14.  Rationale and Design for the Intramyocardial Injection of Autologous Bone Marrow Mononuclear Cells for Patients with Chronic Ischemic Heart Disease and Left Ventricular Dysfunction Trial (FOCUS) 
American heart journal  2010;160(2):215-223.
Background
The increasing worldwide prevalence of coronary artery disease (CAD) continues to challenge the medical community. Management options include medical and revascularization therapy. Despite advances in these methods, CAD is a leading cause of recurrent ischemia and heart failure, posing significant morbidity and mortality risks along with increasing health costs in a large patient population worldwide.
Trial Design
The Cardiovascular Cell Therapy Research Network (CCTRN) was established by the National Institutes of Health to investigate the role of cell therapy in the treatment of chronic cardiovascular disease. FOCUS is a CCTRN-designed randomized Phase II, placebo-controlled clinical trial that will assess the effect of autologous bone marrow mononuclear cells delivered transendocardially to patients with left ventricular (LV) dysfunction and symptomatic heart failure or angina. All patients need to have limiting ischemia by reversible ischemia on SPECT assessment.
Results
After thoughtful consideration of both statistical and clinical principles, we will recruit 87 patients (58 cell treated and 29 placebo) to receive either bone marrow–derived stem cells or placebo. Myocardial perfusion, LV contractile performance, and maximal oxygen consumption are the primary outcome measures.
Conclusions
The designed clinical trial will provide a sound assessment of the effect of autologous bone marrow mononuclear cells in improving blood flow and contractile function of the heart. The target population is patients with CAD and LV dysfunction with limiting angina or symptomatic heat failure. Patient safety is a central concern of the CCTRN, and patients will be followed for at least 5 years.
doi:10.1016/j.ahj.2010.03.029
PMCID: PMC2921924  PMID: 20691824
15.  Validation of the Gravity Model in Predicting the Global Spread of Influenza 
The gravity model is often used in predicting the spread of influenza. We use the data of influenza A (H1N1) to check the model’s performance and validation, in order to determine the scope of its application. In this article, we proposed to model the pattern of global spread of the virus via a few important socio-economic indicators. We applied the epidemic gravity model for modelling the virus spread globally through the estimation of parameters of a generalized linear model. We compiled the daily confirmed cases of influenza A (H1N1) in each country as reported to the WHO and each state in the USA, and established the model to describe the relationship between the confirmed cases and socio-economic factors such as population size, per capita gross domestic production (GDP), and the distance between the countries/states and the country where the first confirmed case was reported (i.e., Mexico). The covariates we selected for the model were all statistically significantly associated with the global spread of influenza A (H1N1). However, within the USA, the distance and GDP were not significantly associated with the number of confirmed cases. The combination of the gravity model and generalized linear model provided a quick assessment of pandemic spread globally. The gravity model is valid if the spread period is long enough for estimating the model parameters. Meanwhile, the distance between donor and recipient communities has a good gradient. Besides, the spread should be at the early stage if a single source is taking into account.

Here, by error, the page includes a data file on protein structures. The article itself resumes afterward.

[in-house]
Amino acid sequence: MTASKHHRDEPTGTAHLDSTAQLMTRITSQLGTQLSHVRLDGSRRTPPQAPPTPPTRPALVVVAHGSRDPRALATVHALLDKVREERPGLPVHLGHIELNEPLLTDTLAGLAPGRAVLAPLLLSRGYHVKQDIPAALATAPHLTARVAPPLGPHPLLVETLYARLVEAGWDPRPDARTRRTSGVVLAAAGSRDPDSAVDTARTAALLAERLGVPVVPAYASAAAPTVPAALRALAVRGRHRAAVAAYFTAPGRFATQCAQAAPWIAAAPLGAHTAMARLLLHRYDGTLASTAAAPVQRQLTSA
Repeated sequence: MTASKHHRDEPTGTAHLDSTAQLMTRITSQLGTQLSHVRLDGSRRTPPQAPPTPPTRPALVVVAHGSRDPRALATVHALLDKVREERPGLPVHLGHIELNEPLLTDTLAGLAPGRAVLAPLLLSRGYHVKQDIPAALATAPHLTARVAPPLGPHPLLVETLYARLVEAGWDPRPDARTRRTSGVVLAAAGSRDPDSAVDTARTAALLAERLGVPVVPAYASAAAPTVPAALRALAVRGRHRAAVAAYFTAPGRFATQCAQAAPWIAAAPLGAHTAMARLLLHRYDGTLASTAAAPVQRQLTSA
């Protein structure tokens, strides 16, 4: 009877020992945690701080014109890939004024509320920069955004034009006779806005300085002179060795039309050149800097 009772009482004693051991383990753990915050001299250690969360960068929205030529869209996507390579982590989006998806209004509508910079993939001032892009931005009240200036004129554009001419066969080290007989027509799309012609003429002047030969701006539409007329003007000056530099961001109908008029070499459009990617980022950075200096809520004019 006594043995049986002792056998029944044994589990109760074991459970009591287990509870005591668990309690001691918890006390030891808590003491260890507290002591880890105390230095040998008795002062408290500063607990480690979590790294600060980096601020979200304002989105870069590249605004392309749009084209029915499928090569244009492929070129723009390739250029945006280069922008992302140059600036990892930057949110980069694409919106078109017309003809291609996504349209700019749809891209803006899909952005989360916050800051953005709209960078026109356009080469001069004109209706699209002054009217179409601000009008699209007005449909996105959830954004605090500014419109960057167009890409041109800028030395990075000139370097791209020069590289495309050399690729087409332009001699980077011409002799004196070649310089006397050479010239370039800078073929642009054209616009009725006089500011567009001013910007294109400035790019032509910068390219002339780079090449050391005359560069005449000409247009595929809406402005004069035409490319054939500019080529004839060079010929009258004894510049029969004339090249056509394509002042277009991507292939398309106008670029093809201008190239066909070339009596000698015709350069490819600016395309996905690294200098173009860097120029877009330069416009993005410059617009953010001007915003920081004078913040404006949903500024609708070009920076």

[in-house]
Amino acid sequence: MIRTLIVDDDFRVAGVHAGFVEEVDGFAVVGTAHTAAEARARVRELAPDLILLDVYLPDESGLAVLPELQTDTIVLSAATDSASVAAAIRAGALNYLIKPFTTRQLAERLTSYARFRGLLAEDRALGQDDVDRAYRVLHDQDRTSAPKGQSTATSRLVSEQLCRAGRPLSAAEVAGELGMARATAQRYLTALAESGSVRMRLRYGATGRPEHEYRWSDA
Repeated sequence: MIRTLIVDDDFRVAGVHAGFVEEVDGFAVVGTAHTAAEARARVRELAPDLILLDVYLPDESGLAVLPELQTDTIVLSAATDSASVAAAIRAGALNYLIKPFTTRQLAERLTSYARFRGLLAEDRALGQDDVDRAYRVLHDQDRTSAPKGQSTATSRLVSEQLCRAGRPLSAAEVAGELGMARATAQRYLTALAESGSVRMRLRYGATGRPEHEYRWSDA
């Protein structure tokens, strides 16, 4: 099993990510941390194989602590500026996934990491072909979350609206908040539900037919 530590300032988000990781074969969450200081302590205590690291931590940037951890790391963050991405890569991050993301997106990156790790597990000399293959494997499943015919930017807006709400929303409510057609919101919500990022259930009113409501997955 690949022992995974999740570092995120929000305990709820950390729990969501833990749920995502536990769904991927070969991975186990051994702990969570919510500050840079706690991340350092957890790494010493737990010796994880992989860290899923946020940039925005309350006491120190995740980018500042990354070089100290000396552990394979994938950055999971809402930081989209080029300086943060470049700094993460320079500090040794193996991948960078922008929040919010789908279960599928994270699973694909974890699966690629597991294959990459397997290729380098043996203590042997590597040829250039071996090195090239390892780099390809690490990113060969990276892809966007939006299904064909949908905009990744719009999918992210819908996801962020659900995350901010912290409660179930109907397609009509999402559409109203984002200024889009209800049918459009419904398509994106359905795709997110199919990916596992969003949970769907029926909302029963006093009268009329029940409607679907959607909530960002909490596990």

doi:10.3390/ijerph8083134
PMCID: PMC3166731  PMID: 21909295
gravity model; influenza A (H1N1); generalized linear model; infectious disease; viral spread
16.  Kriged and modeled ambient air levels of benzene in an urban environment: an exposure assessment study 
Environmental Health  2011;10:21.
Background
There is increasing concern regarding the potential adverse health effects of air pollution, particularly hazardous air pollutants (HAPs). However, quantifying exposure to these pollutants is problematic.
Objective
Our goal was to explore the utility of kriging, a spatial interpolation method, for exposure assessment in epidemiologic studies of HAPs. We used benzene as an example and compared census tract-level kriged predictions to estimates obtained from the 1999 U.S. EPA National Air Toxics Assessment (NATA), Assessment System for Population Exposure Nationwide (ASPEN) model.
Methods
Kriged predictions were generated for 649 census tracts in Harris County, Texas using estimates of annual benzene air concentrations from 17 monitoring sites operating in Harris and surrounding counties from 1998 to 2000. Year 1999 ASPEN modeled estimates were also obtained for each census tract. Spearman rank correlation analyses were performed on the modeled and kriged benzene levels. Weighted kappa statistics were computed to assess agreement between discretized kriged and modeled estimates of ambient air levels of benzene.